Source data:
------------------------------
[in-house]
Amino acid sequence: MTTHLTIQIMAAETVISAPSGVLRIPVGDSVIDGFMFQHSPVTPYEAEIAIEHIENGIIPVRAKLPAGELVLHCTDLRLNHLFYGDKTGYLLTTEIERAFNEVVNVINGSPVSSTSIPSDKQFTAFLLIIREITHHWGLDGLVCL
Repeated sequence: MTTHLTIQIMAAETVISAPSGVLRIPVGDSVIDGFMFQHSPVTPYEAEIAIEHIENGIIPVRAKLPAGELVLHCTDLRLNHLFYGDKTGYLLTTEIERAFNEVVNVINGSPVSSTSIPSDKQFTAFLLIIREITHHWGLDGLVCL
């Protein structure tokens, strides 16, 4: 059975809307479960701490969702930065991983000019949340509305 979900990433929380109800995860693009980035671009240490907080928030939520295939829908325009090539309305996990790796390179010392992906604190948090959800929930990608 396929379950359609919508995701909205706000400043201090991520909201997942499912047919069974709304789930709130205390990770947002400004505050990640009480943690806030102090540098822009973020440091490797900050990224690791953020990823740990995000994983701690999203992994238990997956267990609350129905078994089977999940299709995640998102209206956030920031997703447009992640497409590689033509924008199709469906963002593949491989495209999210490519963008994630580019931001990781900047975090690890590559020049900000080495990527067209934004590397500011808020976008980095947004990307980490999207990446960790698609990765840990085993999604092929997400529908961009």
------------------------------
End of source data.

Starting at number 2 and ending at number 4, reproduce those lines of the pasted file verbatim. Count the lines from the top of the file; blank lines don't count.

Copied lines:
Amino acid sequence: MTTHLTIQIMAAETVISAPSGVLRIPVGDSVIDGFMFQHSPVTPYEAEIAIEHIENGIIPVRAKLPAGELVLHCTDLRLNHLFYGDKTGYLLTTEIERAFNEVVNVINGSPVSSTSIPSDKQFTAFLLIIREITHHWGLDGLVCL
Repeated sequence: MTTHLTIQIMAAETVISAPSGVLRIPVGDSVIDGFMFQHSPVTPYEAEIAIEHIENGIIPVRAKLPAGELVLHCTDLRLNHLFYGDKTGYLLTTEIERAFNEVVNVINGSPVSSTSIPSDKQFTAFLLIIREITHHWGLDGLVCL
């Protein structure tokens, strides 16, 4: 059975809307479960701490969702930065991983000019949340509305 979900990433929380109800995860693009980035671009240490907080928030939520295939829908325009090539309305996990790796390179010392992906604190948090959800929930990608 396929379950359609919508995701909205706000400043201090991520909201997942499912047919069974709304789930709130205390990770947002400004505050990640009480943690806030102090540098822009973020440091490797900050990224690791953020990823740990995000994983701690999203992994238990997956267990609350129905078994089977999940299709995640998102209206956030920031997703447009992640497409590689033509924008199709469906963002593949491989495209999210490519963008994630580019931001990781900047975090690890590559020049900000080495990527067209934004590397500011808020976008980095947004990307980490999207990446960790698609990765840990085993999604092929997400529908961009």